The cave (Fig.1), plundered in the modern era, was covered over and rediscovered. Its entrance (0.75 × 0.80 m), which was found breached, was hewn in the center of the northern wall of a square burial chamber (2.55 × 2.65 m) that consisted of a hewn rectangular standing pit (0.8 × 2.2 m, presumed depth c.0.7 m) and two bone repositories, one rectangular (0.55 × 0.90 m, presumed depth 0.5 m) in the southwestern corner of the chamber and the other circular (diam. 0.6 m, presumed depth 0.5 m) in the southeastern corner. Six loculi were hewn in the chamber; three survived in their entirety in the northern wall (c. 0.50 × 2.15 m, average height 0.65 m) and three in the eastern wall were damaged by mechanical equipment. The middle loculus in the eastern wall had a similar width to the loculi in the northern wall; a rectangular blocking stone (0.40 × 0.55 m, thickness 0.1 m) was preserved, in situ, in its opening. The loculi flanking it were wider. In the middle of the southern wall was a rectangular rock cutting that was not completed (0.25 × 1.30 m, height 0.3 m).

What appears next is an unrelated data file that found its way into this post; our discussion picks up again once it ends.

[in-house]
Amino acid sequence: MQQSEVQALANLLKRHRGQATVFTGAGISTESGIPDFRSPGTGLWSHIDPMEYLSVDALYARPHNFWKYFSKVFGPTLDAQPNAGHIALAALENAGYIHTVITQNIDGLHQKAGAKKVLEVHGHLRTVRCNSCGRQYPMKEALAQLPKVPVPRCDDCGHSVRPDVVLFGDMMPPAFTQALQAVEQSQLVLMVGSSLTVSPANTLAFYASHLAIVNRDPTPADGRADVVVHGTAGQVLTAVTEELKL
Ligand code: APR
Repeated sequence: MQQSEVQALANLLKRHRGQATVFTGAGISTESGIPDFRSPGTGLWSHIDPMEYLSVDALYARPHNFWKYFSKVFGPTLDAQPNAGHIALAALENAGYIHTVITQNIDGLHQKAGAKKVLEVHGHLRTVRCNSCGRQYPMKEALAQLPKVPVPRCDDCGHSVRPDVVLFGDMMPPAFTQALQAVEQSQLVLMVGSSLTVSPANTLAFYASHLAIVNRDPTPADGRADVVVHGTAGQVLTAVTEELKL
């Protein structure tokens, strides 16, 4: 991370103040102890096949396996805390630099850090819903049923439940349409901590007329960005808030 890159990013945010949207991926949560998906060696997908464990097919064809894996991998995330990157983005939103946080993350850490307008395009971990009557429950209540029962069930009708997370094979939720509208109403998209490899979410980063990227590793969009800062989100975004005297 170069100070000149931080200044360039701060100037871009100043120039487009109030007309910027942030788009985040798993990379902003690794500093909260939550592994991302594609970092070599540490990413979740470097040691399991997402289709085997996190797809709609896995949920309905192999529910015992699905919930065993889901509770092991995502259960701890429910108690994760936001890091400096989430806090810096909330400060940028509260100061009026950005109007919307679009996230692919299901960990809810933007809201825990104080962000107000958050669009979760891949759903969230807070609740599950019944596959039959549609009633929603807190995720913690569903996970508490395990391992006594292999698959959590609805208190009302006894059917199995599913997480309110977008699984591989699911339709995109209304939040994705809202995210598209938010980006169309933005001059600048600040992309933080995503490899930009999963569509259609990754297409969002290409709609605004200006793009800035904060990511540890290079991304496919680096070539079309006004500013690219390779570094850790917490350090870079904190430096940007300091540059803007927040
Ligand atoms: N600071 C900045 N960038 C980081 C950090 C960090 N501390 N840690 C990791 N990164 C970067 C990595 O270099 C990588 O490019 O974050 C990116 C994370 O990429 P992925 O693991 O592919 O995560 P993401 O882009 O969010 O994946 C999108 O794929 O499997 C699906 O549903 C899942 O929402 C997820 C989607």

The location of the cave and its plan indicate it should be ascribed to the burial ground in Jerusalem, dating to the end of the Second Temple period.